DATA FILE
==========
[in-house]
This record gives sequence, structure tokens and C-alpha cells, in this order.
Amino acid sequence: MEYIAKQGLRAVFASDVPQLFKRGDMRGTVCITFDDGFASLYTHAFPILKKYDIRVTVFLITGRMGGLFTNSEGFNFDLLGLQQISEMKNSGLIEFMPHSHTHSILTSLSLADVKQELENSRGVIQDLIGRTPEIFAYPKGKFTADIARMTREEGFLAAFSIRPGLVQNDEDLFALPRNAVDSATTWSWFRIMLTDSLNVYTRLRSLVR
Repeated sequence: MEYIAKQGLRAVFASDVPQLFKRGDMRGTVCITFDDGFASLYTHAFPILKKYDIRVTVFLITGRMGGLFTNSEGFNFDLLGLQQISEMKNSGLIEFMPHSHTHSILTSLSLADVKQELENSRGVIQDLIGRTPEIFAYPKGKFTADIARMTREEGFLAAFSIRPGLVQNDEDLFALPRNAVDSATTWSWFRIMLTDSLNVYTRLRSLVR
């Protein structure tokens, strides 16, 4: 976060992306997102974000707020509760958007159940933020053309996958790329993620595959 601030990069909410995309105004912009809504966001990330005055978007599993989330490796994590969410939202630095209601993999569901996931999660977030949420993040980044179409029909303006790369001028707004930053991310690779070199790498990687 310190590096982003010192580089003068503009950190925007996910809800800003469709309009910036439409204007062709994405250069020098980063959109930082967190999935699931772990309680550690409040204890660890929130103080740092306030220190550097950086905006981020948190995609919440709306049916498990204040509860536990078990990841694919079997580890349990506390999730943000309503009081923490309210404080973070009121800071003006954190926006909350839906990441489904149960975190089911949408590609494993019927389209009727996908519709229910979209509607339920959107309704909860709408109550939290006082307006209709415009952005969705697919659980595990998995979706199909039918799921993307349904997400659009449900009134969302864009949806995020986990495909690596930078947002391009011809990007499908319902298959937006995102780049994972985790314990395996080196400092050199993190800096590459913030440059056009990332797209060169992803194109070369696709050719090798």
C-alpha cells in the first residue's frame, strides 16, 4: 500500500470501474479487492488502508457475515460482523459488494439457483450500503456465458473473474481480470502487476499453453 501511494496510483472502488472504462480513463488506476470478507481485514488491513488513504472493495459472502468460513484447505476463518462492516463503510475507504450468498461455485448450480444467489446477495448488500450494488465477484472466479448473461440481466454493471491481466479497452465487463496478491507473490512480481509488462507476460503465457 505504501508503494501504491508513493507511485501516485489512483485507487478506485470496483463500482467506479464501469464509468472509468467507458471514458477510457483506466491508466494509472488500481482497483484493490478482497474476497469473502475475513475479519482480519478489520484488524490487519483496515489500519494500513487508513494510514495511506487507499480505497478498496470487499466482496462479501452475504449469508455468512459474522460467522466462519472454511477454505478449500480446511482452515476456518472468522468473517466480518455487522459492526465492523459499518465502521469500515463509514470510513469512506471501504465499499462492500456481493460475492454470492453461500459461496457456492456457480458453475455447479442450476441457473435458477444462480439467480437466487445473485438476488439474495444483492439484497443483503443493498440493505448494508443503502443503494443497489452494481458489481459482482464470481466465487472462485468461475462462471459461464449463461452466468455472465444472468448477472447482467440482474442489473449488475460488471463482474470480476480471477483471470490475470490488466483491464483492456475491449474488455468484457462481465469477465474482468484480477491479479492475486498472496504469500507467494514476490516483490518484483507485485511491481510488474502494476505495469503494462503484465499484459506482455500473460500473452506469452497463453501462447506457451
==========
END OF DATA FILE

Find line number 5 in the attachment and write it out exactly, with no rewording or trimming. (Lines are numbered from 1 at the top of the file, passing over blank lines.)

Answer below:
């Protein structure tokens, strides 16, 4: 976060992306997102974000707020509760958007159940933020053309996958790329993620595959 601030990069909410995309105004912009809504966001990330005055978007599993989330490796994590969410939202630095209601993999569901996931999660977030949420993040980044179409029909303006790369001028707004930053991310690779070199790498990687 310190590096982003010192580089003068503009950190925007996910809800800003469709309009910036439409204007062709994405250069020098980063959109930082967190999935699931772990309680550690409040204890660890929130103080740092306030220190550097950086905006981020948190995609919440709306049916498990204040509860536990078990990841694919079997580890349990506390999730943000309503009081923490309210404080973070009121800071003006954190926006909350839906990441489904149960975190089911949408590609494993019927389209009727996908519709229910979209509607339920959107309704909860709408109550939290006082307006209709415009952005969705697919659980595990998995979706199909039918799921993307349904997400659009449900009134969302864009949806995020986990495909690596930078947002391009011809990007499908319902298959937006995102780049994972985790314990395996080196400092050199993190800096590459913030440059056009990332797209060169992803194109070369696709050719090798």